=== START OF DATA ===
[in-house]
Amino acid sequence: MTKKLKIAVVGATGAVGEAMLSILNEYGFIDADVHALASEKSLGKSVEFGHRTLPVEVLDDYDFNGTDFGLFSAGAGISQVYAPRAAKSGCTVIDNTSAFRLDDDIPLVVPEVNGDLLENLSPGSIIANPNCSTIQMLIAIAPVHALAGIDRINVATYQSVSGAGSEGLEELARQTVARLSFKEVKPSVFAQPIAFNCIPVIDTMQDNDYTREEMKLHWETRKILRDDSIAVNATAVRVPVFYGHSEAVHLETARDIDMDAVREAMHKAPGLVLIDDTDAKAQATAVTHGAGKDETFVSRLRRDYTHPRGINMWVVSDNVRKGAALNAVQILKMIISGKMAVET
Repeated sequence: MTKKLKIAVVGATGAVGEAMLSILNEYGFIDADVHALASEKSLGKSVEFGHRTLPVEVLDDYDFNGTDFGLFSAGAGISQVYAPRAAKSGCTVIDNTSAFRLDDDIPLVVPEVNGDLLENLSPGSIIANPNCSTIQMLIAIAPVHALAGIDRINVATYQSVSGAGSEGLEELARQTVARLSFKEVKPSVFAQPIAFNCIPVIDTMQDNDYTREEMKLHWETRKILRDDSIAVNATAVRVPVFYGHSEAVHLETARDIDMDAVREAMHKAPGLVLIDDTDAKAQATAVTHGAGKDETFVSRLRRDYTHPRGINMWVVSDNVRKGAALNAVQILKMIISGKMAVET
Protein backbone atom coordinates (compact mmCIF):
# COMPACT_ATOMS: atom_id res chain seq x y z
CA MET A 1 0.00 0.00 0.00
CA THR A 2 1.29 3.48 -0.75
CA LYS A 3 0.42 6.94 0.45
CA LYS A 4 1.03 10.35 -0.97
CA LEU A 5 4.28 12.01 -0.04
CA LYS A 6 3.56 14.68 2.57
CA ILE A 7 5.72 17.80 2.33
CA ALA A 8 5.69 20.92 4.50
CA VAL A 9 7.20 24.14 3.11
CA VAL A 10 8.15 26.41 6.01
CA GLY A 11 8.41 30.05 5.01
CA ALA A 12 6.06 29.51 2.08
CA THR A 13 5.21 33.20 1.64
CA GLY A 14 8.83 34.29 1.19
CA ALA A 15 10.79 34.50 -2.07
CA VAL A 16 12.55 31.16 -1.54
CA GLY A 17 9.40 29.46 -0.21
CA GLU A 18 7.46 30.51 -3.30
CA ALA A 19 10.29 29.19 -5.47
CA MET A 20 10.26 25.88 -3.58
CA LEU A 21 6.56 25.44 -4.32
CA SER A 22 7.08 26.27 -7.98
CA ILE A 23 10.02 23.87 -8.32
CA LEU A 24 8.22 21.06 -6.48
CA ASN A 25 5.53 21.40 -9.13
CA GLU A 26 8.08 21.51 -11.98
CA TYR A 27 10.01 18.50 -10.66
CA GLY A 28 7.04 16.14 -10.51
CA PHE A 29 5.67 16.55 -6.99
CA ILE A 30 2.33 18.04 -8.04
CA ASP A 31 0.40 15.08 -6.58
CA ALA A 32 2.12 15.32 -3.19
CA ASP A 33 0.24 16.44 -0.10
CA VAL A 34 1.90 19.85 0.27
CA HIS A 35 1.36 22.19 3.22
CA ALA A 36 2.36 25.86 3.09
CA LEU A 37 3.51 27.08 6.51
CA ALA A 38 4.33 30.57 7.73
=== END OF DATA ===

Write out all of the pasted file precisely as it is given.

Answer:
[in-house]
Amino acid sequence: MTKKLKIAVVGATGAVGEAMLSILNEYGFIDADVHALASEKSLGKSVEFGHRTLPVEVLDDYDFNGTDFGLFSAGAGISQVYAPRAAKSGCTVIDNTSAFRLDDDIPLVVPEVNGDLLENLSPGSIIANPNCSTIQMLIAIAPVHALAGIDRINVATYQSVSGAGSEGLEELARQTVARLSFKEVKPSVFAQPIAFNCIPVIDTMQDNDYTREEMKLHWETRKILRDDSIAVNATAVRVPVFYGHSEAVHLETARDIDMDAVREAMHKAPGLVLIDDTDAKAQATAVTHGAGKDETFVSRLRRDYTHPRGINMWVVSDNVRKGAALNAVQILKMIISGKMAVET
Repeated sequence: MTKKLKIAVVGATGAVGEAMLSILNEYGFIDADVHALASEKSLGKSVEFGHRTLPVEVLDDYDFNGTDFGLFSAGAGISQVYAPRAAKSGCTVIDNTSAFRLDDDIPLVVPEVNGDLLENLSPGSIIANPNCSTIQMLIAIAPVHALAGIDRINVATYQSVSGAGSEGLEELARQTVARLSFKEVKPSVFAQPIAFNCIPVIDTMQDNDYTREEMKLHWETRKILRDDSIAVNATAVRVPVFYGHSEAVHLETARDIDMDAVREAMHKAPGLVLIDDTDAKAQATAVTHGAGKDETFVSRLRRDYTHPRGINMWVVSDNVRKGAALNAVQILKMIISGKMAVET
Protein backbone atom coordinates (compact mmCIF):
# COMPACT_ATOMS: atom_id res chain seq x y z
CA MET A 1 0.00 0.00 0.00
CA THR A 2 1.29 3.48 -0.75
CA LYS A 3 0.42 6.94 0.45
CA LYS A 4 1.03 10.35 -0.97
CA LEU A 5 4.28 12.01 -0.04
CA LYS A 6 3.56 14.68 2.57
CA ILE A 7 5.72 17.80 2.33
CA ALA A 8 5.69 20.92 4.50
CA VAL A 9 7.20 24.14 3.11
CA VAL A 10 8.15 26.41 6.01
CA GLY A 11 8.41 30.05 5.01
CA ALA A 12 6.06 29.51 2.08
CA THR A 13 5.21 33.20 1.64
CA GLY A 14 8.83 34.29 1.19
CA ALA A 15 10.79 34.50 -2.07
CA VAL A 16 12.55 31.16 -1.54
CA GLY A 17 9.40 29.46 -0.21
CA GLU A 18 7.46 30.51 -3.30
CA ALA A 19 10.29 29.19 -5.47
CA MET A 20 10.26 25.88 -3.58
CA LEU A 21 6.56 25.44 -4.32
CA SER A 22 7.08 26.27 -7.98
CA ILE A 23 10.02 23.87 -8.32
CA LEU A 24 8.22 21.06 -6.48
CA ASN A 25 5.53 21.40 -9.13
CA GLU A 26 8.08 21.51 -11.98
CA TYR A 27 10.01 18.50 -10.66
CA GLY A 28 7.04 16.14 -10.51
CA PHE A 29 5.67 16.55 -6.99
CA ILE A 30 2.33 18.04 -8.04
CA ASP A 31 0.40 15.08 -6.58
CA ALA A 32 2.12 15.32 -3.19
CA ASP A 33 0.24 16.44 -0.10
CA VAL A 34 1.90 19.85 0.27
CA HIS A 35 1.36 22.19 3.22
CA ALA A 36 2.36 25.86 3.09
CA LEU A 37 3.51 27.08 6.51
CA ALA A 38 4.33 30.57 7.73